Downtown Tacoma young adult shelter warm, welcoming

VIDEO: Young adults on being homeless, need for separate shelter

The Beacon Senior Center downtown opened its doors Dec. 14 and will have about 40 beds available each night for people ages 18-24 through the end of March.
Up Next
The Beacon Senior Center downtown opened its doors Dec. 14 and will have about 40 beds available each night for people ages 18-24 through the end of March.

Food, soft music and friendly faces welcomed homeless young adults this week at a new Tacoma shelter that’s the first of its kind in decades.

“There hasn’t been any place in the city of Tacoma or Pierce County for about 30 years for youths experiencing homelessness,” Tacoma Human Services Division manager Pamela Duncan said.

The Beacon Senior Center in downtown Tacoma opened the shelter’s doors Monday and will have about 40 beds available each night for people ages 18 to 24 through the end of March.

Activities at the senior center at 415 S. 13th St. will continue as usual during the day, but, in the evening, the cots will come out. Doors open at 6:30 p.m. on a first-come, first-served basis for young people who need a place to stay. The shelter is available to them until 7 a.m.

The city of Tacoma, the nonprofit Community Youth Services-Pierce County, and other community groups worked to make the shelter happen. The city is dedicating $150,000 to the project.

Before, young people needing a place to stay could go to places like the Tacoma Rescue Mission, but most didn’t, said Community Youth Services director Kurt Miller. Instead, young adults opt to stay outside.

Dwight Alford, 24, has been staying at the youth shelter because he had to move out of his apartment at the start of the month, after he said he was laid off from the Brown & Haley factory.

First he stayed at the Rescue Mission, but said he felt uncomfortable there, because of the large number of people and the fact that many were older.

“I came here and everything just seemed welcoming,” Alford said of the youth shelter. “It makes you feel like you want to do something with yourself.”

He and others have been spreading the word about the new shelter.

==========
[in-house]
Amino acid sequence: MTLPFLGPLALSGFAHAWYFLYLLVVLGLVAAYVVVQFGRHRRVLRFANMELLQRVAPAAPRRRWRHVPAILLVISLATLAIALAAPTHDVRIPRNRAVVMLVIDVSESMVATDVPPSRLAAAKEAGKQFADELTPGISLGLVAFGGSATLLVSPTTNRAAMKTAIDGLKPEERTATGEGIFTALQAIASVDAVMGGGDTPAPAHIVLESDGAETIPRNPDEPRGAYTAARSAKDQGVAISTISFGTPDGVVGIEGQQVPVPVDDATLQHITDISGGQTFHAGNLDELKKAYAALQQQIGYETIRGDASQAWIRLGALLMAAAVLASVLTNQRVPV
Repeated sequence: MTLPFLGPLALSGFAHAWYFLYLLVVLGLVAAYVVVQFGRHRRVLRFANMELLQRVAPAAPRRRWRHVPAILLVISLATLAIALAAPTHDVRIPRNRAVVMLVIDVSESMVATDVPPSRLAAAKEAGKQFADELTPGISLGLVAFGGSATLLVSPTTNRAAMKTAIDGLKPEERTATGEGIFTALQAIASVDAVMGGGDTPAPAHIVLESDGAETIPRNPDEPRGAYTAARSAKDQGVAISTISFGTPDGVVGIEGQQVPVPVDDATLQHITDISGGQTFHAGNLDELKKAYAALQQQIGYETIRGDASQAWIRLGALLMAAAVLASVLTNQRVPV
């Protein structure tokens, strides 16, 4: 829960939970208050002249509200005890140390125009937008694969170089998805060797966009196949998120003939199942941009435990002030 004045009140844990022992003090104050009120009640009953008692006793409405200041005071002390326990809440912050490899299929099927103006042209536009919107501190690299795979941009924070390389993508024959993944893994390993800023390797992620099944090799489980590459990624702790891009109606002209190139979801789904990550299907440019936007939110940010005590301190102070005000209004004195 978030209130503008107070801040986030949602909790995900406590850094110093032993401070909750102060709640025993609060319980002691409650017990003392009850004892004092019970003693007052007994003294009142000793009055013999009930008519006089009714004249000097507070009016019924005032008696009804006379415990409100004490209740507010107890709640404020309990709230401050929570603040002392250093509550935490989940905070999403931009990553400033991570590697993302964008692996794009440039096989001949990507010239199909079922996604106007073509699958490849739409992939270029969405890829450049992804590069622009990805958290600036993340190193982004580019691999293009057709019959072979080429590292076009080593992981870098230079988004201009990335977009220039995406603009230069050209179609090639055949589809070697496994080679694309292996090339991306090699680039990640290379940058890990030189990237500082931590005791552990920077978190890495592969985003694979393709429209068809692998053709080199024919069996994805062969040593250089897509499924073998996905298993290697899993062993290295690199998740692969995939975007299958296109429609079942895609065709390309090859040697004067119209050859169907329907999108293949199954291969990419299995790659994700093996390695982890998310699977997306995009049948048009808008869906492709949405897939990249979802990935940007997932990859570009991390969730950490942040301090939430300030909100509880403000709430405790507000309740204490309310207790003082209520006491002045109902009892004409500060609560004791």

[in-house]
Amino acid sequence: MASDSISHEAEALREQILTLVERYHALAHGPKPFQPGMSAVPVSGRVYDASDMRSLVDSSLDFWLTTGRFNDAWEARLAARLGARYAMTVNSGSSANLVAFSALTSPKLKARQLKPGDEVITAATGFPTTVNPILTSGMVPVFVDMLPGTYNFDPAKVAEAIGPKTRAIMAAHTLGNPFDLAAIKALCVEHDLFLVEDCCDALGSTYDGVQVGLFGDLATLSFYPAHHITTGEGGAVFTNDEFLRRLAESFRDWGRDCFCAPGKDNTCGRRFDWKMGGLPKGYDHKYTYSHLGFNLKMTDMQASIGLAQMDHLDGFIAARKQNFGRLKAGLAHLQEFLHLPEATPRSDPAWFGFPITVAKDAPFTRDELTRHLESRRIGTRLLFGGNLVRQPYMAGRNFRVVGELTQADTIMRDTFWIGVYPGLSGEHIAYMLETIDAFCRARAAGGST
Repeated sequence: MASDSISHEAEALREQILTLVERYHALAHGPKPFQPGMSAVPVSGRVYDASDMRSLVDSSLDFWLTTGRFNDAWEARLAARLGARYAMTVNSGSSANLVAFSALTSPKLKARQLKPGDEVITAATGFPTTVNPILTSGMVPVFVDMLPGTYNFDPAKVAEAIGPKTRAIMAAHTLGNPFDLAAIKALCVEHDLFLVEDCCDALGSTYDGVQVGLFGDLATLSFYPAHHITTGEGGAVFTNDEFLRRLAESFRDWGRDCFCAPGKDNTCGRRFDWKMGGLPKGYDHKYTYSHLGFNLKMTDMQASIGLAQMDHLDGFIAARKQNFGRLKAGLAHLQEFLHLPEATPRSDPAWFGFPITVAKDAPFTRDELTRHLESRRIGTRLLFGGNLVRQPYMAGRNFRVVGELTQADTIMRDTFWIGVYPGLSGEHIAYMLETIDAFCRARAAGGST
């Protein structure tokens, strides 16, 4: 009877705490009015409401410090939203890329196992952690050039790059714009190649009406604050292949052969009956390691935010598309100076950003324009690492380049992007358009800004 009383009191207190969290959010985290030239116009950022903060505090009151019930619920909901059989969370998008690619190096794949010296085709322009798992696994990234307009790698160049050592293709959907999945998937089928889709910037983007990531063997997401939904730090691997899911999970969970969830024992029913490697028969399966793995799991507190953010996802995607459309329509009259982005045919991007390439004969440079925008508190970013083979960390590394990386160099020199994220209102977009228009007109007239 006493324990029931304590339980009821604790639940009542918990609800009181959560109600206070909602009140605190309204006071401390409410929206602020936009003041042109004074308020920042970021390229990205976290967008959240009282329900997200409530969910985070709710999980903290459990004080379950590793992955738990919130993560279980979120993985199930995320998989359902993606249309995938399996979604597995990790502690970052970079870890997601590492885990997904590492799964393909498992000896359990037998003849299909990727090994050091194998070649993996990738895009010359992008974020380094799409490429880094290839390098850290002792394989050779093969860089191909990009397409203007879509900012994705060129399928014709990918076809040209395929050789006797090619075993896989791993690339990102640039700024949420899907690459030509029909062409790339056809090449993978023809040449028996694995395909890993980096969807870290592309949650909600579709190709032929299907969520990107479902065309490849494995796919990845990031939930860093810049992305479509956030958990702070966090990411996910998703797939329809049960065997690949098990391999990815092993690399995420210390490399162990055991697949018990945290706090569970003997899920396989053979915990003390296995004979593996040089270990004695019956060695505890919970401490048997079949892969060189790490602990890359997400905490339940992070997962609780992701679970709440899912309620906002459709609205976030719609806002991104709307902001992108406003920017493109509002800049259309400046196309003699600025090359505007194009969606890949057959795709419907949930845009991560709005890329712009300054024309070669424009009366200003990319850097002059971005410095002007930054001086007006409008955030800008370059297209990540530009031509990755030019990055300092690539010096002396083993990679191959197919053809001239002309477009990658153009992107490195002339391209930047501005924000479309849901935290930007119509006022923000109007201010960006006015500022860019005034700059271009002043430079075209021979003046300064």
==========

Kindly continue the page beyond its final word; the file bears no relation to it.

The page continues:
The first night, four people stayed. The next night, there were eight.

“I wouldn’t be surprised if this was filled by the end of next week,” Alford said.

Phillip Winegar, 22, planned to go back to the Rescue Mission and tell other young adults there that they should come to the new shelter.

After traveling to Tacoma from Kansas, he stayed at the mission for about a week before moving to the youth facility.

“The comparison between the two is just night and day,” Winegar said. “It definitely has a more upbeat feel to it.”

Jeremy Rose, 20, is staying at the youth shelter while going to Tacoma Community College to study networking and cybersecurity.

“My education comes first,” he said.

Rose, who said he’s been homeless since he was 17, used to stay in an abandoned building — since torn down — that stood across the street from the senior center.

He said he thinks having a youth shelter will cut back on crime by giving people a safe place to get the resources they need.

Rose served prison time for assault, he said, after he stabbed two other homeless people in a confrontation at the building.

After his release in September, he lived in a transitional house in Spanaway, but recently was told the church that runs the house was discontinuing the program.

“I thought it was just going to be another winter out on the streets,” Rose said.

While searching for new housing, he learned about the youth shelter. When he saw Miller was running it, he decided to stay there. Rose remembered Miller from a couple years ago as a decent guy who wanted to help.

“You’ve got a great man who actually helps people and does it effectively,” Rose said.

Guests at the Beacon shelter get dinner each night; the Rescue Mission is providing the food. During the week, a van will take guests to Goodwill for breakfast in the morning. Staff members and volunteers will help connect them with community resources, such as for education, employment.

The temporary shelter’s certificate of occupancy for the senior center expires at the end of March.

“The word ‘temporary’ scares me,” Rose said. “We need it year-round.”

He hopes they’ll find a permanent location by the time the temporary shelter closes, and that it can have private showers, instead of the communal ones guests use now at the YMCA.

Computers for job searching and a living room area would be good features as well, he said.

“We are really working hard to get that site identified,” Duncan, the city employee, said of the permanent location.

That shelter would be open to the same age group, and another location would house 13- to 17-year-olds overnight. By law, the younger teens can’t stay with the older ones, Miller said.

While planning for the permanent shelter is underway, people who want to help at the temporary shelter can call 253-256-3087.

Miller said they’re looking for people willing to spend time with the young adults, simply talking and maybe bringing a board game to play.

“We’re not here just to house them,” he said. “We’re here to help them succeed.”

Alexis Krell: 253-597-8268, @amkrell